Talk about low morale. Even with my high ego I find myself getting down with all the negative talk about the lack of educational accomplishments. Educators are fighting a Vietnam War with its hidden enemies, lack of clearly defined objectives that denote winning and losing, and a public that at times doesn’t understand or support the battle. Morale is a key factor in developing a winning business enterprise, political campaign, sports team, or educational endeavor. Let’s hear more discussion from the candidates about ideas for building higher levels of public morale and support for our educational system. One of our greatest politicians, Abraham Lincoln, said, "If you look for the bad in man you’ll surely find it." It’s time for us to look at the good in our public educational system, which far outweighs the bad.

Issue Number Six:
Supplying More Teachers and Class Size Reduction

Teacher shortages always seem to exist, so I’d like to recommend a solution to the problem. Why not build a "Teacher National Guard?" We need a better system to ensure a constant supply of qualified teachers. More teachers will be needed if we are going to reduce class sizes. Class size reduction is one of the keys to establishing a better educational system. The reduction must be significant if we expect to obtain real gains. My experience has shown that when a class size exceeds 20, adding additional students exponentially diminishes the quality of the educational experience. We need to measure both quantitative and qualitative data obtained with reduction in class size. The willingness of students to properly use information already obtained is as important as gaining additional facts.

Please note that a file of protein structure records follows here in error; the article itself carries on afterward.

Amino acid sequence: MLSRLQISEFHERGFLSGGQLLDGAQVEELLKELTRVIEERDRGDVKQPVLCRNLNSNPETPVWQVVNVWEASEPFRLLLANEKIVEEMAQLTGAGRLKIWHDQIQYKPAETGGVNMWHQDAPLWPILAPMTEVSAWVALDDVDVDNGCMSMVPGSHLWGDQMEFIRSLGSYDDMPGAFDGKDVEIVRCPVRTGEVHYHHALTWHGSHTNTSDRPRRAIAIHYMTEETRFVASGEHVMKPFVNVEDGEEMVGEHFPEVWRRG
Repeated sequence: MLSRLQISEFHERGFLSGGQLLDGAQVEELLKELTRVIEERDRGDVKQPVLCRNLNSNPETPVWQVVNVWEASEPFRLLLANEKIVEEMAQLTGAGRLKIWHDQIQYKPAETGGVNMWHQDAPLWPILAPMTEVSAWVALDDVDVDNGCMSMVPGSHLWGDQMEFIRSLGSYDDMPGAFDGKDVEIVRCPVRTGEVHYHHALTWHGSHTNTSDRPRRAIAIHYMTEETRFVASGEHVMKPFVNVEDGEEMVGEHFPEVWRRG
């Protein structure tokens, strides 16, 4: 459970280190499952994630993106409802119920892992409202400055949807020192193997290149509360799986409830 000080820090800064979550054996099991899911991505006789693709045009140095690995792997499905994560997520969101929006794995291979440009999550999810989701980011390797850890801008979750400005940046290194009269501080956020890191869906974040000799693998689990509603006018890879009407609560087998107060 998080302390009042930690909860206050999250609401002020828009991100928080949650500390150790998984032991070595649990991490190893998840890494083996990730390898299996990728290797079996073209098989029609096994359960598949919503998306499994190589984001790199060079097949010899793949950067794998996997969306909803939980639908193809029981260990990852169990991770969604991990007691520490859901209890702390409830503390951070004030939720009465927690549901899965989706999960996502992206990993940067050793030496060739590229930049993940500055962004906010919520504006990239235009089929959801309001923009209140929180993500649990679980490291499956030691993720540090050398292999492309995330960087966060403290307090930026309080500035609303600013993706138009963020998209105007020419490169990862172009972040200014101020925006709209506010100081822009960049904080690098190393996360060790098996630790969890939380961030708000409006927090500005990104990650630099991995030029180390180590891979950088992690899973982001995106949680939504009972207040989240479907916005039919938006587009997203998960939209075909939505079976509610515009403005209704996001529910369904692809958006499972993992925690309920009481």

What’s Your View?

Obviously, there are at least two sides to every issue. Do you have a different view? This column is meant to provoke thought, so keep sending comments. Each one is read with the utmost interest. Send e-mail to: jbonfadi@gmu.edu, or send written responses to the editor  or to John Bonfadini, 7500 Forrester Lane, Manassas, VA 20109.

Issue Number Seven:
School Choice

So much talk over such a small issue. Like wanting high standards, who doesn’t want their children to go to the best private or public school? The issue is cost, and spreading the same amount of butter over more slices of bread doesn’t make the sandwich taste better. We need a lot more butter if private schools are to be assisted. Constantly comparing one against the other does nothing to improve the quality of education.

Issue Number Eight:
Safe Educational Environment

Parents want their children to be educated in a safe environment. What solutions are we willing to accept? Do our political candidates have any ideas? To solve the problem of airplane hijacking we installed metal detectors and searches. Is this what we want for our public schools? School safety is paramount to learning.

Issue Number Nine:
Electing all Educational Representatives

If electing local school boards makes sense, why not elect the State Board of Education? Over the past decade many political platforms contained a favorable position supporting electing local school boards. If local board elections give the people more input, wouldn’t electing state board members increase parental involvement?

Issue Number Ten:
Fill in the Blank

I’m sure most of you have your own concerns that you would like our candidates to address, so here is your chance. Your concern won’t be heard unless you vote, so please take the time to pull the lever. You’ll be teaching your children more civic responsibility than any sterile classroom activity can accomplish.